School struggles despite No Child law
Associated Press
June 23, 2008

by Ben Nuckols - Jun. 23, 2008 12:00 AM
Associated Press

BALTIMORE - The law is called No Child Left Behind, but anyone who claims it's living up to its billing probably hasn't spent much time at Frederick Douglass High School.
Veteran documentary filmmakers Alan and Susan Raymond did, gathering footage at the historic west Baltimore school during the 2004-05 school year. What they saw left them certain that for inner-city schools to succeed, they need more than standardized tests that measure students' reading and math skills.
Their film, "Hard Times at Douglass High: A No Child Left Behind Report Card," premieres Monday on HBO.
The Raymonds won an Academy Award for best documentary feature for 1993's "I Am a Promise: The Children of Stanton Elementary School," shot at a school in north Philadelphia. They decided to revisit urban education in the wake of No Child Left Behind, the Bush administration's signature education policy that took effect in 2002.
"We realized that this was a very profound piece of policy that was going to change the face of public education in America and that we should go back and look at what's happening," Susan Raymond said. "These are the children who are going to be left behind."
With their unvarnished observations of life inside Douglass' walls, the Raymonds capture the myriad challenges of educating children in impoverished urban neighborhoods. Students show up at school but never report for class, instead roaming the halls. Teachers complain they can't assign homework because they don't have enough textbooks for students to take home. And the principal labors under the knowledge that if test scores don't improve, she'll be replaced.
Established in 1883 as the Colored High and Training School, Douglass is the nation's second-oldest high school built specifically for African-Americans. Supreme Court Justice Thurgood Marshall is among the alumni. Yet today, more than 50 years after Marshall successfully argued the case that desegregated the nation's schools, the student body at Douglass remains almost entirely black.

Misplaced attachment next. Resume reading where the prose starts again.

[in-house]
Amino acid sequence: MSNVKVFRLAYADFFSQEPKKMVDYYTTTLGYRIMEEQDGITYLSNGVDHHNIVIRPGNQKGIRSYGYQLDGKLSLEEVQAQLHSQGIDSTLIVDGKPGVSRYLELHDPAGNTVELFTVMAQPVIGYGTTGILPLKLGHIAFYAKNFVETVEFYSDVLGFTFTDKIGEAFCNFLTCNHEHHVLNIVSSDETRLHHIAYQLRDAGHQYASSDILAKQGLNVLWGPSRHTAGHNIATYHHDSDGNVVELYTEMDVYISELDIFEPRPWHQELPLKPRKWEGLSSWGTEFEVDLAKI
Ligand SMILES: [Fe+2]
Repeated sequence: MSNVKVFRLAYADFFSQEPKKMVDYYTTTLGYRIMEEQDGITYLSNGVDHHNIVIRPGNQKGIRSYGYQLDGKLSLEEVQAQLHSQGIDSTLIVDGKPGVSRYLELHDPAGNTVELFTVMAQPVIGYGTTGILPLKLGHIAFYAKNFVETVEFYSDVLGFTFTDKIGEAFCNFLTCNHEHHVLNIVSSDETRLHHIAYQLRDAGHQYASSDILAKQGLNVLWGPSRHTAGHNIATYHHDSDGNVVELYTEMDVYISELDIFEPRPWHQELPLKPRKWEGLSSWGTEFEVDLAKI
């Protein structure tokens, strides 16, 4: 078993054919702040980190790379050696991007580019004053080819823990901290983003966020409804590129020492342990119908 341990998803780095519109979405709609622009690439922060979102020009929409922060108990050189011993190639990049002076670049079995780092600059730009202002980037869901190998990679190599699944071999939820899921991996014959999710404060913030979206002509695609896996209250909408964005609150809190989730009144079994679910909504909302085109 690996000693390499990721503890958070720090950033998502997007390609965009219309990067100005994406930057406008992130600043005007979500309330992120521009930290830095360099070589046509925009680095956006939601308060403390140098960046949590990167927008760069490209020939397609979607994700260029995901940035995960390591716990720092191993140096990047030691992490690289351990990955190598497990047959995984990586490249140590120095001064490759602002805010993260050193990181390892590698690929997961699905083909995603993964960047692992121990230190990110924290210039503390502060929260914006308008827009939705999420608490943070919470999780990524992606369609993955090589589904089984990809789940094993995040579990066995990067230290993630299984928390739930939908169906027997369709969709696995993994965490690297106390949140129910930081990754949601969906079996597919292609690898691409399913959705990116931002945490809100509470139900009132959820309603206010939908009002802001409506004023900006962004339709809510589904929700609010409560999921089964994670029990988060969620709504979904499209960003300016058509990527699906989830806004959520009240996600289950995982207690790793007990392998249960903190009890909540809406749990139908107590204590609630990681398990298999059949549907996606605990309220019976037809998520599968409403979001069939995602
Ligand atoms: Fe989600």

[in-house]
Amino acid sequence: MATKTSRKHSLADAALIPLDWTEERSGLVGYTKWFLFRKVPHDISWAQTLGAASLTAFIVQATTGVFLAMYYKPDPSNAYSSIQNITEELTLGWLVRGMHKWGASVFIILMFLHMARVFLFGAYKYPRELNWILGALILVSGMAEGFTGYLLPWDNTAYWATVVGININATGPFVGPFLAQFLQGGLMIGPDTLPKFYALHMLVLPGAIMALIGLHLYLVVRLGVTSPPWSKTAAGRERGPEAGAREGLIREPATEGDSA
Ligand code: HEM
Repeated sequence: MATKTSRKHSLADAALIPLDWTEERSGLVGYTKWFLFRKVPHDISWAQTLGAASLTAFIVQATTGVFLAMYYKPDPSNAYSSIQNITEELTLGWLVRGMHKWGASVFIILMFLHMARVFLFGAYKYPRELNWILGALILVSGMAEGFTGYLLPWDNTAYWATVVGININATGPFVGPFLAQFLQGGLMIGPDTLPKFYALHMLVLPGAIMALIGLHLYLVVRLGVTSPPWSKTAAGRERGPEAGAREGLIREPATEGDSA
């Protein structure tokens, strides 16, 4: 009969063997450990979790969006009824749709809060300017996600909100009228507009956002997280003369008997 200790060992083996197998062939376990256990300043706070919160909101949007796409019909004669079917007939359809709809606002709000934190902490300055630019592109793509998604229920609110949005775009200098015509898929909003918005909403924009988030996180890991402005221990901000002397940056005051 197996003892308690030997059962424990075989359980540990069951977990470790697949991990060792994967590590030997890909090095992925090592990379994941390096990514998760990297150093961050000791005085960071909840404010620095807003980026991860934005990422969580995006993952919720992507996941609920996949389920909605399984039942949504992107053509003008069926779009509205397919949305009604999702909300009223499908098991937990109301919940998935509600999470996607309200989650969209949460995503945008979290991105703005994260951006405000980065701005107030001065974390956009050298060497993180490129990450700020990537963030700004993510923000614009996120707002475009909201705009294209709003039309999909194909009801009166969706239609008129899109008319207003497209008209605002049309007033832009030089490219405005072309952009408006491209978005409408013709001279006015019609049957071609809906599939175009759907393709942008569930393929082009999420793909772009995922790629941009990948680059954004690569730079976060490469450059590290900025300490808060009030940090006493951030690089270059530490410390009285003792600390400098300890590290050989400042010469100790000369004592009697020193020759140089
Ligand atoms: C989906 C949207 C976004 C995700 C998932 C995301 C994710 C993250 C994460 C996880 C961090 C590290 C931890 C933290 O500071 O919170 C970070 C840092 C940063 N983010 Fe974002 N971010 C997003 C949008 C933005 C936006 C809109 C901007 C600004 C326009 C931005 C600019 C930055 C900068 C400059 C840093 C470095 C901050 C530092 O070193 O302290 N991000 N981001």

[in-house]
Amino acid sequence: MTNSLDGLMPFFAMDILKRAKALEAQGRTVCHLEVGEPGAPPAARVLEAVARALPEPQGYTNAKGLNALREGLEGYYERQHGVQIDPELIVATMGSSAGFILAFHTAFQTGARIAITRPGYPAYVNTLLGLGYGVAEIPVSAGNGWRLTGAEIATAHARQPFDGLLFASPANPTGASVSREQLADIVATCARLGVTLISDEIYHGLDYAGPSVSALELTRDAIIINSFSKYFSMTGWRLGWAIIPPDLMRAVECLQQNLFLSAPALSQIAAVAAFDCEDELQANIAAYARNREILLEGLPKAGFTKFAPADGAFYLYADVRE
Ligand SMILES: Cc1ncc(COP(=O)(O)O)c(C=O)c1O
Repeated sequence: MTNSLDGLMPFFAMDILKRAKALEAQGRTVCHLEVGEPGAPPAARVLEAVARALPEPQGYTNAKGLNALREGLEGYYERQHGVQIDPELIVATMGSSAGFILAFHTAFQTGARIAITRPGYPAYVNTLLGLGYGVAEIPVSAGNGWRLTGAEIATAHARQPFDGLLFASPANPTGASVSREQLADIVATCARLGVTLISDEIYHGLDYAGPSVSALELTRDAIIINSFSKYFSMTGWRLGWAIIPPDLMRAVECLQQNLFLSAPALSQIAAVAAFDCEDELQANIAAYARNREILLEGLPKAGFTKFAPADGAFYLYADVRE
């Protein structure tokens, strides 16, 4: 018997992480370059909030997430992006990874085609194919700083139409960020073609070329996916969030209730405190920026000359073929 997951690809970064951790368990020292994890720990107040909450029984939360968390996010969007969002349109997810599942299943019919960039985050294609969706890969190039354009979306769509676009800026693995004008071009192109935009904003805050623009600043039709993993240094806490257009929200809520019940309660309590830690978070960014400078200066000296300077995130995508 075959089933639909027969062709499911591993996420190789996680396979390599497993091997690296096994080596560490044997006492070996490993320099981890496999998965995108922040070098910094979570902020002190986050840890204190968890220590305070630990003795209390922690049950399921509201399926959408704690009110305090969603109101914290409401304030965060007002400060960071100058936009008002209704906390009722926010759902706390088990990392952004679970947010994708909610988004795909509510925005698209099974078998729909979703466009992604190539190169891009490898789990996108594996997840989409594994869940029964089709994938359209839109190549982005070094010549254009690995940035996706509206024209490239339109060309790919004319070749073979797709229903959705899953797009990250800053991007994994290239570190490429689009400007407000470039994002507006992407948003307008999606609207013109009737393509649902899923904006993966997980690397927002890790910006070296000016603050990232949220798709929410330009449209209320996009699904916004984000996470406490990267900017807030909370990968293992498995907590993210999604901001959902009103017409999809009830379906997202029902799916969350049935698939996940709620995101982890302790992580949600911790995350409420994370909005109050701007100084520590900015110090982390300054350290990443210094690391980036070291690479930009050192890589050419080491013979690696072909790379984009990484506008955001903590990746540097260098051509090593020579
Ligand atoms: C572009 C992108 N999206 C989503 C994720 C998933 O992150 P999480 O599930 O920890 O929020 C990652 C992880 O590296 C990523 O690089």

Moreover, because the middle class has long since abandoned west Baltimore, the majority of students at Douglass live in poverty. Two-parent households are rare. "I can't name one person that lives in a house with their mother and their father," a 16-year-old student named Sharnae says in the documentary.
The Raymonds, who got their start with the groundbreaking 1973 PBS documentary series "An American Family," chose Douglass in part because of its history and in part because the principal at the time, Isabelle Grant, was accommodating. The husband-and-wife team, plus a sound recordist, were given unfettered access. The filmmakers captured fights in the hallways. They watched as teachers struggled to maintain discipline, then vented to each other about the lack of resources. And they were in the locker room after Douglass' basketball team was knocked out of the state playoffs.
In one of many wrenching moments, an English teacher, Mr. McDermott, gets fed up and resigns in the middle of the school year. "Teaching becomes secondary, and discipline is the main thing that goes on," he says. "I don't feel like I'm making a difference anymore."
The film finds rays of hope. Douglass has a well-run music production program, a flourishing debate team and a spirited marching band, and some of the school's best students channel their energy into these outlets. And at the end of the 2004-05 school year, Douglass graduated 200 students - its largest graduating class in 10 years. Fifty of them went to college.
But the story didn't end there. The school continued to fall distressingly short of No Child Left Behind benchmarks. In 2006, 24.4 percent of Douglass students were found to be proficient in reading, while math proficiency was just 11.4 percent.
While those numbers represented an improvement over the previous year, they weren't enough to save Grant's job. The principal was forced to retire.
Grant said it was an "impossible task" to meet the proficiency standards, in part because Douglass began the school year shown in the film with two-thirds of its teachers not considered highly qualified. "It is utterly impossible to have youngsters pass a test when you do not have qualified teachers in those testing areas," Grant said.
Plus, "the class size at the beginning of the school year was huge. There were 40 to 50 kids in a class. ... We didn't have the appropriate funding from the federal government, nor the state."
At least in the short term, the removal of Grant didn't produce the desired results. Scores in the four subjects tested by the state were down in 2007, as was proficiency in reading. Math proficiency remained stagnant. And the graduation rate declined from 56 percent to 43.4 percent.
Principal Clark Montgomery was installed for the 2007-08 school year. While test scores for the recently concluded year are not yet available, Montgomery is confident more students passed. During his first year, Montgomery said, Douglass improved attendance and graduation rates, added more advanced classes and boosted its retention rate for ninth-graders to about 75 percent. In 2004-05, Douglass retained about half its ninth-graders; the rest either dropped out or transferred.
But if Douglass fails to boost test scores dramatically, it could face another leadership shake-up.
Alan Raymond came away from Douglass convinced that reform can't happen overnight.
"These are things that really can't happen easily. It takes work, and it takes resources and qualified teachers and time," Alan Raymond said. "That's what people have to realize, hopefully - these schools need our help."
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